After an epic headlining set by My Morning Jacket at 2011’s Wakarusa Festival, I stumbled my way onto a local wine booth.
The wine guy was super friendly, offering liberal tastes to parched campers. He explained that Arkansas wine is pretty good, and that the market is up and coming.
It all tasted great to me, and so I lingered to get a photo and the guy’s info for inclusion in my story. As I was telling him about KC Confidential, I think a bomb went off somewhere behind me. Except instead of fleeing, people were running toward the furious sound.
I squinted through the starlight.
Is that stage on fire? Turns out, it kind of was.
But not in a bad way. It was just one aspect of the show put on by Quixotic Fusion.
"It’s a visual and sonic experience," explained Associate Artistic Director Mica Thomas. "Kind of where performance art meets a concert."
Indeed, Quixotic’s shows are an assault on the senses. From the pounding rhythms cranked out by local drumming evil genius Brandon Draper, to the innovative lighting and video effects, to the aerial acrobatics of professional dancers, if you aren’t already on something, the aural and visual overload that is a Quixotic show will make you feel like you are.
And if you already are, well, all I can say is hold on tight.
The local group is gearing up for ONE!, their huge show at the Midland this Saturday, so I tracked Thomas down for a few minutes in between rehearsals to get the inside scoop on what to expect.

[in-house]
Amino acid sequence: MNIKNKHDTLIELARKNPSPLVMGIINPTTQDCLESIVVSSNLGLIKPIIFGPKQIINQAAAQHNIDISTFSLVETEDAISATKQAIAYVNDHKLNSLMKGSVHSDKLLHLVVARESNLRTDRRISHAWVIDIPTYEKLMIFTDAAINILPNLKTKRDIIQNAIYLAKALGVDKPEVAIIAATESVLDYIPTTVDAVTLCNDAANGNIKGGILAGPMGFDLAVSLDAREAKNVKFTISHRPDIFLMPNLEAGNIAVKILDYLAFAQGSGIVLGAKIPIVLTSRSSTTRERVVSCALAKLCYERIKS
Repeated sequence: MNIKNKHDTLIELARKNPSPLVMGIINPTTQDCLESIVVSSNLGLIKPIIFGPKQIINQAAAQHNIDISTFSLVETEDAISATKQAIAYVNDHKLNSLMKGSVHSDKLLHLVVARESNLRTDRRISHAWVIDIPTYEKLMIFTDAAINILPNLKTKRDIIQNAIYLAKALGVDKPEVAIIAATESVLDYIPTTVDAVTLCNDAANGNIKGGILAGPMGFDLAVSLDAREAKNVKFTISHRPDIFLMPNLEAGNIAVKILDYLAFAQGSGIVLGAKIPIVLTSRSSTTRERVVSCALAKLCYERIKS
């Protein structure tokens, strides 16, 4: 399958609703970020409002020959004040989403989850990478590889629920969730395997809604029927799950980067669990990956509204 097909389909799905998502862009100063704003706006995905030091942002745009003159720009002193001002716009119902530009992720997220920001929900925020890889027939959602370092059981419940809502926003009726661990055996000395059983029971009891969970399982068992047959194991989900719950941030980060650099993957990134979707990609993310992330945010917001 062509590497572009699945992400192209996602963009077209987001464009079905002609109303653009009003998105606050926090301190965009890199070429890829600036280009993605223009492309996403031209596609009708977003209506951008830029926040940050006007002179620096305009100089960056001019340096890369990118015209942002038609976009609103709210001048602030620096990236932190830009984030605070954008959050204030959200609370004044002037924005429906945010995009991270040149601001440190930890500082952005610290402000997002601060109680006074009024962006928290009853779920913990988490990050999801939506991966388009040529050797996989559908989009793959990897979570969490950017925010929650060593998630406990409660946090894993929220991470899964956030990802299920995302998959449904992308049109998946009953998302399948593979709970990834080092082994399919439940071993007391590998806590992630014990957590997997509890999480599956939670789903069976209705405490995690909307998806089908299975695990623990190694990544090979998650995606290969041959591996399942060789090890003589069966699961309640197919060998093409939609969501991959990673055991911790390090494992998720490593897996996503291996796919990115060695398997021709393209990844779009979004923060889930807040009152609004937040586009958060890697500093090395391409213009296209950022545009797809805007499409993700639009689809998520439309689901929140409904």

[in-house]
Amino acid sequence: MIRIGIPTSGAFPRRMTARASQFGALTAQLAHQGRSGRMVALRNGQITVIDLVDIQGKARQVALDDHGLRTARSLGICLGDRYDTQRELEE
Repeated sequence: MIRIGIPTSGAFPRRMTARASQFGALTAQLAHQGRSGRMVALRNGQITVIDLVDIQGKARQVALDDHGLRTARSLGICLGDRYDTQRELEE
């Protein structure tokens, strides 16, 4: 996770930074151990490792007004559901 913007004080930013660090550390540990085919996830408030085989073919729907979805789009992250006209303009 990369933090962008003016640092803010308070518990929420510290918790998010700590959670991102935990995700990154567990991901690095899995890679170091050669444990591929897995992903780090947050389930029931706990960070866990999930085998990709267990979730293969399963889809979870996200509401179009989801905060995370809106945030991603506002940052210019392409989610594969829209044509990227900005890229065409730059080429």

"Once a year we do a big show based here in KC," explained Thomas. "We put on a big production to share with the community all the new stuff we’ve been working on. We have a whole new album that (Founder/Artistic Director) Anthony (Magliano) and the other composers worked on to create a whole new soundtrack for the show."
If you go to Quixotic Fusion’s Facebook page ASAP, I believe you can still download the new album for free, entitled AXIS.
"It’s kind of like electronic music meets world music," said Thomas. "It’s pretty aggressive, but it also has that world music, lots of percussion and instrumentation, taking multiple things and putting them together."
And while the album is strong on its own, you really need to see Quixotic live to get what it’s all about.
For example, will there be dancers flying through the air, lasers, insane lighting effects, and crazy beats?
"Yes, there will be," promised Thomas.
Please tell me there will be fire?
"Unfortunately, probably no fire due to the show being indoors in the Midland," Thomas deadpanned. "But we do have some new fire acts that we’re going to be breaking out at Waka."
Besides this Saturday’s show and the Wakarusa Festival in Arkansas, Quixotic has a bunch of other shows lined up around the country this summer, due at least in part to their performance at the TED Conference a few months ago that surprised more than a few people.
They’re hitting up the Ulrich Museum of Art in Wichita, then after Waka they’re flying off to Vermont to do Wanderlust, then a bunch of ski resort towns like Whistler and Tahoe and Copper Mountain.
Thomas understands the springboard that worldwide events like TED can be for performers; opening doors that can help the group connect to different kinds of audiences that might initially be assumed to be outside the demographic of your typical Quixotic fan.
"TED was amazing, we were really well received," Thomas recounted. "One of the most exciting things for us is that people were talking about how they don’t normally go see bands or performances, but in this context they felt they understood it and it became more relevant. So it was great to present the art form in a different manner that people could grab on to."